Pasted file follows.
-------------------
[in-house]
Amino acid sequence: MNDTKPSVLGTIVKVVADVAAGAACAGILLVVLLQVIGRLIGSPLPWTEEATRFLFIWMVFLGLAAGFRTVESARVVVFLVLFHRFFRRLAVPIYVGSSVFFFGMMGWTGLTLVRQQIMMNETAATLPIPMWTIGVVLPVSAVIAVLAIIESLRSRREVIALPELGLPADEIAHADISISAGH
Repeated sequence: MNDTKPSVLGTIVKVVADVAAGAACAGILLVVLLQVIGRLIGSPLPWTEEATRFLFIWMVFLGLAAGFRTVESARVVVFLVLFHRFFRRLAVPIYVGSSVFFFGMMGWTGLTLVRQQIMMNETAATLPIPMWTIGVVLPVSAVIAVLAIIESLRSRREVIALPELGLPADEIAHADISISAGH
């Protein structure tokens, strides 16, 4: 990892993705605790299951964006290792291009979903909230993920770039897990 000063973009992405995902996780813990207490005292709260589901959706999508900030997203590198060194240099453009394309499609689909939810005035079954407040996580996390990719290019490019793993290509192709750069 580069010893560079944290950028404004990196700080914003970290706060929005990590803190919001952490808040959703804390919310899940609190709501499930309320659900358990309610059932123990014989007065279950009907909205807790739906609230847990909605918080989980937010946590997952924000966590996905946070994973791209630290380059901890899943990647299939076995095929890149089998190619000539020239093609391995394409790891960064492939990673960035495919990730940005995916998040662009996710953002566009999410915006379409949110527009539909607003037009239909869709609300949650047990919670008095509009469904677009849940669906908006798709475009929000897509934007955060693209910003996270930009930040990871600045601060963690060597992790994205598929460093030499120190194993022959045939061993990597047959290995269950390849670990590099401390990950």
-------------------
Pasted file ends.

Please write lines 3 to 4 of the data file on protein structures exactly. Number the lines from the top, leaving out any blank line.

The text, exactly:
Repeated sequence: MNDTKPSVLGTIVKVVADVAAGAACAGILLVVLLQVIGRLIGSPLPWTEEATRFLFIWMVFLGLAAGFRTVESARVVVFLVLFHRFFRRLAVPIYVGSSVFFFGMMGWTGLTLVRQQIMMNETAATLPIPMWTIGVVLPVSAVIAVLAIIESLRSRREVIALPELGLPADEIAHADISISAGH
């Protein structure tokens, strides 16, 4: 990892993705605790299951964006290792291009979903909230993920770039897990 000063973009992405995902996780813990207490005292709260589901959706999508900030997203590198060194240099453009394309499609689909939810005035079954407040996580996390990719290019490019793993290509192709750069 580069010893560079944290950028404004990196700080914003970290706060929005990590803190919001952490808040959703804390919310899940609190709501499930309320659900358990309610059932123990014989007065279950009907909205807790739906609230847990909605918080989980937010946590997952924000966590996905946070994973791209630290380059901890899943990647299939076995095929890149089998190619000539020239093609391995394409790891960064492939990673960035495919990730940005995916998040662009996710953002566009999410915006379409949110527009539909607003037009239909869709609300949650047990919670008095509009469904677009849940669906908006798709475009929000897509934007955060693209910003996270930009930040990871600045601060963690060597992790994205598929460093030499120190194993022959045939061993990597047959290995269950390849670990590099401390990950």